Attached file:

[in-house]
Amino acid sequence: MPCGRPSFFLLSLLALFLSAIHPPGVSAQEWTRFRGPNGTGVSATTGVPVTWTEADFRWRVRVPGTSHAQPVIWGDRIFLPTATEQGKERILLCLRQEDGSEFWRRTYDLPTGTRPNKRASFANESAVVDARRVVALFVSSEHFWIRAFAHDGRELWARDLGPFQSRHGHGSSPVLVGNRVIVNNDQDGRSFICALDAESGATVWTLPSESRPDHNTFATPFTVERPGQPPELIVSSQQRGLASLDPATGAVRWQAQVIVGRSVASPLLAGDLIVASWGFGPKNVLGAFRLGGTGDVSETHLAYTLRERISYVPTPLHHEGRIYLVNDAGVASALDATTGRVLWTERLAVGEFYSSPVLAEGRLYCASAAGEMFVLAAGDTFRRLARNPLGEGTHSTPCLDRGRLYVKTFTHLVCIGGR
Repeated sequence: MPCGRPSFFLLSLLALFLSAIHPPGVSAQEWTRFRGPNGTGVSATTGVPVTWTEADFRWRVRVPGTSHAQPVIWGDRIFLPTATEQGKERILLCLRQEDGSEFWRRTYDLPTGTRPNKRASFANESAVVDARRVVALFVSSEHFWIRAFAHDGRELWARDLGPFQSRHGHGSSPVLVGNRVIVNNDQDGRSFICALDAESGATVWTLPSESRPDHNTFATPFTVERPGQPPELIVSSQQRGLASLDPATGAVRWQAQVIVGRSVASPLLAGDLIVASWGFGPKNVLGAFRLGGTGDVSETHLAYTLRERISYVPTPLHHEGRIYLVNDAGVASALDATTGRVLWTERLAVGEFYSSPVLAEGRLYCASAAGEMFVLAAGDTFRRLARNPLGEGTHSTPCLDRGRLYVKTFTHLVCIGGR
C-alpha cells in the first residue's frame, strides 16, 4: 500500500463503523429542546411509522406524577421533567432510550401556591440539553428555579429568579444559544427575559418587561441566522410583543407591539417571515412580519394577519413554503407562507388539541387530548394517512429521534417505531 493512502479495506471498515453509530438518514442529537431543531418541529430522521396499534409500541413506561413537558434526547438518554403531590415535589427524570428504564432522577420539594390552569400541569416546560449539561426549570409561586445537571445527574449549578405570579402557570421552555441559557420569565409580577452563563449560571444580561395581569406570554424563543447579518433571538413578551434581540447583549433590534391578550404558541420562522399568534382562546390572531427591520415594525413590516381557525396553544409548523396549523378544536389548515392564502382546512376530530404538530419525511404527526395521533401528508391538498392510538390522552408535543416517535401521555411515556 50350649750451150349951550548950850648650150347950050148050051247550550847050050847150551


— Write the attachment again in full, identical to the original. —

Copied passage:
[in-house]
Amino acid sequence: MPCGRPSFFLLSLLALFLSAIHPPGVSAQEWTRFRGPNGTGVSATTGVPVTWTEADFRWRVRVPGTSHAQPVIWGDRIFLPTATEQGKERILLCLRQEDGSEFWRRTYDLPTGTRPNKRASFANESAVVDARRVVALFVSSEHFWIRAFAHDGRELWARDLGPFQSRHGHGSSPVLVGNRVIVNNDQDGRSFICALDAESGATVWTLPSESRPDHNTFATPFTVERPGQPPELIVSSQQRGLASLDPATGAVRWQAQVIVGRSVASPLLAGDLIVASWGFGPKNVLGAFRLGGTGDVSETHLAYTLRERISYVPTPLHHEGRIYLVNDAGVASALDATTGRVLWTERLAVGEFYSSPVLAEGRLYCASAAGEMFVLAAGDTFRRLARNPLGEGTHSTPCLDRGRLYVKTFTHLVCIGGR
Repeated sequence: MPCGRPSFFLLSLLALFLSAIHPPGVSAQEWTRFRGPNGTGVSATTGVPVTWTEADFRWRVRVPGTSHAQPVIWGDRIFLPTATEQGKERILLCLRQEDGSEFWRRTYDLPTGTRPNKRASFANESAVVDARRVVALFVSSEHFWIRAFAHDGRELWARDLGPFQSRHGHGSSPVLVGNRVIVNNDQDGRSFICALDAESGATVWTLPSESRPDHNTFATPFTVERPGQPPELIVSSQQRGLASLDPATGAVRWQAQVIVGRSVASPLLAGDLIVASWGFGPKNVLGAFRLGGTGDVSETHLAYTLRERISYVPTPLHHEGRIYLVNDAGVASALDATTGRVLWTERLAVGEFYSSPVLAEGRLYCASAAGEMFVLAAGDTFRRLARNPLGEGTHSTPCLDRGRLYVKTFTHLVCIGGR
C-alpha cells in the first residue's frame, strides 16, 4: 500500500463503523429542546411509522406524577421533567432510550401556591440539553428555579429568579444559544427575559418587561441566522410583543407591539417571515412580519394577519413554503407562507388539541387530548394517512429521534417505531 493512502479495506471498515453509530438518514442529537431543531418541529430522521396499534409500541413506561413537558434526547438518554403531590415535589427524570428504564432522577420539594390552569400541569416546560449539561426549570409561586445537571445527574449549578405570579402557570421552555441559557420569565409580577452563563449560571444580561395581569406570554424563543447579518433571538413578551434581540447583549433590534391578550404558541420562522399568534382562546390572531427591520415594525413590516381557525396553544409548523396549523378544536389548515392564502382546512376530530404538530419525511404527526395521533401528508391538498392510538390522552408535543416517535401521555411515556 50350649750451150349951550548950850648650150347950050148050051247550550847050050847150551